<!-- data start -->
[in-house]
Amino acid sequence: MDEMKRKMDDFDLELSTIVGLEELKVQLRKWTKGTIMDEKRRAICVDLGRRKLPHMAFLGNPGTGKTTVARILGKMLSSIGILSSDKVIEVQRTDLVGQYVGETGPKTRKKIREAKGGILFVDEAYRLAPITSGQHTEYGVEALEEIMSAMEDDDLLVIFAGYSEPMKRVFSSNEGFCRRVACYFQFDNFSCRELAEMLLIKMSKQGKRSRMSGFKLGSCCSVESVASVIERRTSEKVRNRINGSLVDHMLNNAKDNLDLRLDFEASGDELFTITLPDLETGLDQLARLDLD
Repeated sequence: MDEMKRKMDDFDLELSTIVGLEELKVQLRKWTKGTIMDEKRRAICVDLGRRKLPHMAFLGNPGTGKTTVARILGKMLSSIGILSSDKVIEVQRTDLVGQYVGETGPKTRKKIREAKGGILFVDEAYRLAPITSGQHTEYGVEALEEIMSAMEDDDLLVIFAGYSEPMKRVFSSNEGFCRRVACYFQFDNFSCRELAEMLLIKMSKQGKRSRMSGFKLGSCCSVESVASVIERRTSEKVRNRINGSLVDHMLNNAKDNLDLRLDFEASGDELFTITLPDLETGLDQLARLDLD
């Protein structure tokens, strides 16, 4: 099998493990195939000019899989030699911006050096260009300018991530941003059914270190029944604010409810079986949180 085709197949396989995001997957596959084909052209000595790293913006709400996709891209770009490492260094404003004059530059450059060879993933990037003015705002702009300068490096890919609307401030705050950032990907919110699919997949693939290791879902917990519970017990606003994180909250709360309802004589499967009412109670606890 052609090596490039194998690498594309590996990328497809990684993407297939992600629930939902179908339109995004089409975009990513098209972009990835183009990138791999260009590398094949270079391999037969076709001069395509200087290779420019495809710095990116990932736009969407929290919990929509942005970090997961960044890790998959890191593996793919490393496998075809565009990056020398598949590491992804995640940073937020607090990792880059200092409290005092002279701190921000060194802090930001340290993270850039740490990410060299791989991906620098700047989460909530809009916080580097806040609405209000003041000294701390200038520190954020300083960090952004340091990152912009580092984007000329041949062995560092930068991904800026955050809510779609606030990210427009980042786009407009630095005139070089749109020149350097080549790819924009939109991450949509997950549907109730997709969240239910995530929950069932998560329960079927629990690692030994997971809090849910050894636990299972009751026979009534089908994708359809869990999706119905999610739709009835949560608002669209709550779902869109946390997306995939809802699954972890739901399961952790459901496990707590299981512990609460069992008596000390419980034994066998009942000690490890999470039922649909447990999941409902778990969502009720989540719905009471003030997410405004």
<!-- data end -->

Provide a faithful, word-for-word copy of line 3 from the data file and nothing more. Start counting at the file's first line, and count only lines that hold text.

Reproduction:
Repeated sequence: MDEMKRKMDDFDLELSTIVGLEELKVQLRKWTKGTIMDEKRRAICVDLGRRKLPHMAFLGNPGTGKTTVARILGKMLSSIGILSSDKVIEVQRTDLVGQYVGETGPKTRKKIREAKGGILFVDEAYRLAPITSGQHTEYGVEALEEIMSAMEDDDLLVIFAGYSEPMKRVFSSNEGFCRRVACYFQFDNFSCRELAEMLLIKMSKQGKRSRMSGFKLGSCCSVESVASVIERRTSEKVRNRINGSLVDHMLNNAKDNLDLRLDFEASGDELFTITLPDLETGLDQLARLDLD